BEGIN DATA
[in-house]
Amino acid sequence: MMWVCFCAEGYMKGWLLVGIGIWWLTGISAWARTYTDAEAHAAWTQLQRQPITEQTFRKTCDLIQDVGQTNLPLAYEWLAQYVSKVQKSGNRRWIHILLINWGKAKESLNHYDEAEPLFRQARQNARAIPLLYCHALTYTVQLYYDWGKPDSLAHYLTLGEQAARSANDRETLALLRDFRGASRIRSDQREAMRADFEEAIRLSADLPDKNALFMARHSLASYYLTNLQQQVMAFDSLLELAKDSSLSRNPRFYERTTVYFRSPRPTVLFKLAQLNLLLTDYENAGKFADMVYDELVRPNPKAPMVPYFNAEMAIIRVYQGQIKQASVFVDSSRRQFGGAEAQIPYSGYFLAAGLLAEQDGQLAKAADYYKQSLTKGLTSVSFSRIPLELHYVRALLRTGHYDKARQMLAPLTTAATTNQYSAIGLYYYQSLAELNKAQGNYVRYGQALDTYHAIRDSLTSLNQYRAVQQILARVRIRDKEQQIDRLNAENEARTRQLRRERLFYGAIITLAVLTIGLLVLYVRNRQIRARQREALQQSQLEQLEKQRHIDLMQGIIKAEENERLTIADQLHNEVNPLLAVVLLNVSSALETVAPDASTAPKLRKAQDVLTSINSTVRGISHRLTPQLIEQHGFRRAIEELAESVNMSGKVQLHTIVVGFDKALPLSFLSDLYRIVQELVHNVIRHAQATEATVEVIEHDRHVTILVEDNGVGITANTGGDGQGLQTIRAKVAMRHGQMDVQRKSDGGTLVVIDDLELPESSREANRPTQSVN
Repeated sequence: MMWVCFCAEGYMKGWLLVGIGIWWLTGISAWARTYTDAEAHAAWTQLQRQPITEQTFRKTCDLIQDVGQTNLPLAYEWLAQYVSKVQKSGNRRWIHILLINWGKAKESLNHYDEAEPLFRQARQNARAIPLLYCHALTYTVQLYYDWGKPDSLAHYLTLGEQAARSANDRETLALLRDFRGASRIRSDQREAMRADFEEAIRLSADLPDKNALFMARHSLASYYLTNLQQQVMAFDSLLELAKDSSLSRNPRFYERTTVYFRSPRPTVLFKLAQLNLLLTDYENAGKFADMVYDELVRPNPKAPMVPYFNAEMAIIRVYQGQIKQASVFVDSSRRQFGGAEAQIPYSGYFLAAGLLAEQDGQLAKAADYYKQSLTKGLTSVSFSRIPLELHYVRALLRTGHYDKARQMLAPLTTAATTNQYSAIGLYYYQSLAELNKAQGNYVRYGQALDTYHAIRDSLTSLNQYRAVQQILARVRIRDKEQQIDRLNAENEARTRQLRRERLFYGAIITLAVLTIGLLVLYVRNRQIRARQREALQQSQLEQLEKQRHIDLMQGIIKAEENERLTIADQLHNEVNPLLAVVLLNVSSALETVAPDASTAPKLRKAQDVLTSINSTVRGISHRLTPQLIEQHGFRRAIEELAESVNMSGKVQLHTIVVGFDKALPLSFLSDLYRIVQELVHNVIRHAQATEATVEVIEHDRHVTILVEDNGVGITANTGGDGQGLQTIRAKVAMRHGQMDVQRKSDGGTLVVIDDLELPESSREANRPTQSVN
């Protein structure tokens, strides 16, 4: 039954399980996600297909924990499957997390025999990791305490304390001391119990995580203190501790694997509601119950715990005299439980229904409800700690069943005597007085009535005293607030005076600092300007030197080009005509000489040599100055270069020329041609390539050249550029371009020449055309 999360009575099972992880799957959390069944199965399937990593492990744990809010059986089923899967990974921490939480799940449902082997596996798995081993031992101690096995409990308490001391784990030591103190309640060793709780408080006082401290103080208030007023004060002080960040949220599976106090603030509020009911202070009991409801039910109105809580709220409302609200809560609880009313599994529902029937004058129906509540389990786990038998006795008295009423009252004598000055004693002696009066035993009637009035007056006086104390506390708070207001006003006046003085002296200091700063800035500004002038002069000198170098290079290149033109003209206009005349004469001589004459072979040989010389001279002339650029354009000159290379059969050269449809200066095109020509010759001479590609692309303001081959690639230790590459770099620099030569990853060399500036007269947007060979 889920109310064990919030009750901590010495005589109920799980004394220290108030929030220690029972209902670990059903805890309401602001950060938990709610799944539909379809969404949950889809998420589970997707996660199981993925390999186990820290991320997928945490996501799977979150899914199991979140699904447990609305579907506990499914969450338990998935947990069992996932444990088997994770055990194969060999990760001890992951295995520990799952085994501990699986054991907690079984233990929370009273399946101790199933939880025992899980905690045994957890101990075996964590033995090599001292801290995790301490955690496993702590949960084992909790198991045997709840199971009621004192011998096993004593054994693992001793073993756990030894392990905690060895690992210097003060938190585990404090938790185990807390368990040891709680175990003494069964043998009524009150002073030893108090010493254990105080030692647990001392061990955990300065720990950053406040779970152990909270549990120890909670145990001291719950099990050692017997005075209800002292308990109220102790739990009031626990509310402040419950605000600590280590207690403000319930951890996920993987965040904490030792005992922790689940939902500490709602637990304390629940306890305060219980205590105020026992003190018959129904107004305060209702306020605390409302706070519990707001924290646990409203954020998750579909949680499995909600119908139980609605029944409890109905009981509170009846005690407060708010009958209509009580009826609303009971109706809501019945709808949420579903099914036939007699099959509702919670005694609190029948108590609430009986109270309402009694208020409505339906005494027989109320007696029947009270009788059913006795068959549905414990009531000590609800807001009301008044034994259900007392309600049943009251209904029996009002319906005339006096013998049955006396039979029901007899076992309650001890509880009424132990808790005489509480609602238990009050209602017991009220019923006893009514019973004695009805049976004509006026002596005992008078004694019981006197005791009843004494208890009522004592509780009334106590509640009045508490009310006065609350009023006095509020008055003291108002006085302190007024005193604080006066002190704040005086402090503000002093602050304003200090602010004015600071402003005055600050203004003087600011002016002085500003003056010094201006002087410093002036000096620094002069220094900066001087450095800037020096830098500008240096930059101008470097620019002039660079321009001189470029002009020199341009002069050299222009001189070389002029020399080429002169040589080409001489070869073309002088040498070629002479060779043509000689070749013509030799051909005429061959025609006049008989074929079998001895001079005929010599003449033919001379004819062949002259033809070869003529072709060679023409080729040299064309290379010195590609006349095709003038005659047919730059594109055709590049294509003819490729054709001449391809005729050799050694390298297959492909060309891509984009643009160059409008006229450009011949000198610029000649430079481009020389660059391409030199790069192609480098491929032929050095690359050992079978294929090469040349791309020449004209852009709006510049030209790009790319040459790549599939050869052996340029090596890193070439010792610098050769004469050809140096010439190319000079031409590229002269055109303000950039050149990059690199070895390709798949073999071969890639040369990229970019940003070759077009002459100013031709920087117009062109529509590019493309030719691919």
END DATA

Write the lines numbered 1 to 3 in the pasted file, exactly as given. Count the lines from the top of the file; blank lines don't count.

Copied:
[in-house]
Amino acid sequence: MMWVCFCAEGYMKGWLLVGIGIWWLTGISAWARTYTDAEAHAAWTQLQRQPITEQTFRKTCDLIQDVGQTNLPLAYEWLAQYVSKVQKSGNRRWIHILLINWGKAKESLNHYDEAEPLFRQARQNARAIPLLYCHALTYTVQLYYDWGKPDSLAHYLTLGEQAARSANDRETLALLRDFRGASRIRSDQREAMRADFEEAIRLSADLPDKNALFMARHSLASYYLTNLQQQVMAFDSLLELAKDSSLSRNPRFYERTTVYFRSPRPTVLFKLAQLNLLLTDYENAGKFADMVYDELVRPNPKAPMVPYFNAEMAIIRVYQGQIKQASVFVDSSRRQFGGAEAQIPYSGYFLAAGLLAEQDGQLAKAADYYKQSLTKGLTSVSFSRIPLELHYVRALLRTGHYDKARQMLAPLTTAATTNQYSAIGLYYYQSLAELNKAQGNYVRYGQALDTYHAIRDSLTSLNQYRAVQQILARVRIRDKEQQIDRLNAENEARTRQLRRERLFYGAIITLAVLTIGLLVLYVRNRQIRARQREALQQSQLEQLEKQRHIDLMQGIIKAEENERLTIADQLHNEVNPLLAVVLLNVSSALETVAPDASTAPKLRKAQDVLTSINSTVRGISHRLTPQLIEQHGFRRAIEELAESVNMSGKVQLHTIVVGFDKALPLSFLSDLYRIVQELVHNVIRHAQATEATVEVIEHDRHVTILVEDNGVGITANTGGDGQGLQTIRAKVAMRHGQMDVQRKSDGGTLVVIDDLELPESSREANRPTQSVN
Repeated sequence: MMWVCFCAEGYMKGWLLVGIGIWWLTGISAWARTYTDAEAHAAWTQLQRQPITEQTFRKTCDLIQDVGQTNLPLAYEWLAQYVSKVQKSGNRRWIHILLINWGKAKESLNHYDEAEPLFRQARQNARAIPLLYCHALTYTVQLYYDWGKPDSLAHYLTLGEQAARSANDRETLALLRDFRGASRIRSDQREAMRADFEEAIRLSADLPDKNALFMARHSLASYYLTNLQQQVMAFDSLLELAKDSSLSRNPRFYERTTVYFRSPRPTVLFKLAQLNLLLTDYENAGKFADMVYDELVRPNPKAPMVPYFNAEMAIIRVYQGQIKQASVFVDSSRRQFGGAEAQIPYSGYFLAAGLLAEQDGQLAKAADYYKQSLTKGLTSVSFSRIPLELHYVRALLRTGHYDKARQMLAPLTTAATTNQYSAIGLYYYQSLAELNKAQGNYVRYGQALDTYHAIRDSLTSLNQYRAVQQILARVRIRDKEQQIDRLNAENEARTRQLRRERLFYGAIITLAVLTIGLLVLYVRNRQIRARQREALQQSQLEQLEKQRHIDLMQGIIKAEENERLTIADQLHNEVNPLLAVVLLNVSSALETVAPDASTAPKLRKAQDVLTSINSTVRGISHRLTPQLIEQHGFRRAIEELAESVNMSGKVQLHTIVVGFDKALPLSFLSDLYRIVQELVHNVIRHAQATEATVEVIEHDRHVTILVEDNGVGITANTGGDGQGLQTIRAKVAMRHGQMDVQRKSDGGTLVVIDDLELPESSREANRPTQSVN